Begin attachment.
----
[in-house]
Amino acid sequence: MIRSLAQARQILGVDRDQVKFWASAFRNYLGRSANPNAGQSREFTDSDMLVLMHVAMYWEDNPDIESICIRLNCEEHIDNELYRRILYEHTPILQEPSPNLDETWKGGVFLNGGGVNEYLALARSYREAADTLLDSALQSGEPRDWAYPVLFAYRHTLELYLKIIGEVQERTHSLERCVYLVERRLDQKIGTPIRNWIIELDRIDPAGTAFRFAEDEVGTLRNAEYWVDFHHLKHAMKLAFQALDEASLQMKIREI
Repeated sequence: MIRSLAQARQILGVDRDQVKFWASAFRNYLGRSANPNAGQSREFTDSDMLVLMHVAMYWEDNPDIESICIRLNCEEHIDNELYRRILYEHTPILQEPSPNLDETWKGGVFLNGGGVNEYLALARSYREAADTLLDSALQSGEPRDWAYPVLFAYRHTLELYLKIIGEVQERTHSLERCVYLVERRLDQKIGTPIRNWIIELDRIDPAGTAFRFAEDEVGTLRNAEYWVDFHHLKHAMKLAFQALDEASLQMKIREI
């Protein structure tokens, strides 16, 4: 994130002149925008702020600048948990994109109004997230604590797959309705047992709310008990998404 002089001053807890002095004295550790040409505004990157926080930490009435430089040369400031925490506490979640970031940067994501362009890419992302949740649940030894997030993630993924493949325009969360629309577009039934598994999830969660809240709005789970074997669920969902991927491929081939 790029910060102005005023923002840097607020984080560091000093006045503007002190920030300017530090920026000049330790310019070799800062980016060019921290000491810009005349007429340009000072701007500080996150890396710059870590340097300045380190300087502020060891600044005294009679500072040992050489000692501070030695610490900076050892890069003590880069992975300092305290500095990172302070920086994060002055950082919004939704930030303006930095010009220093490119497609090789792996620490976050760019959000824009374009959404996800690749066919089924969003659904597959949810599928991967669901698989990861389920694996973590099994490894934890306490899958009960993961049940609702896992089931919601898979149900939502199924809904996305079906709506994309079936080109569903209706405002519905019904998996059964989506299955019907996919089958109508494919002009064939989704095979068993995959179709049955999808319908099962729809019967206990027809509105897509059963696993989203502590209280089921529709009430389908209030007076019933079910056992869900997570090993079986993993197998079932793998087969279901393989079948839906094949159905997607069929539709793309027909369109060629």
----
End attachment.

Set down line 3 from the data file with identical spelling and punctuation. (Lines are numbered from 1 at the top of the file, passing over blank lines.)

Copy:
Repeated sequence: MIRSLAQARQILGVDRDQVKFWASAFRNYLGRSANPNAGQSREFTDSDMLVLMHVAMYWEDNPDIESICIRLNCEEHIDNELYRRILYEHTPILQEPSPNLDETWKGGVFLNGGGVNEYLALARSYREAADTLLDSALQSGEPRDWAYPVLFAYRHTLELYLKIIGEVQERTHSLERCVYLVERRLDQKIGTPIRNWIIELDRIDPAGTAFRFAEDEVGTLRNAEYWVDFHHLKHAMKLAFQALDEASLQMKIREI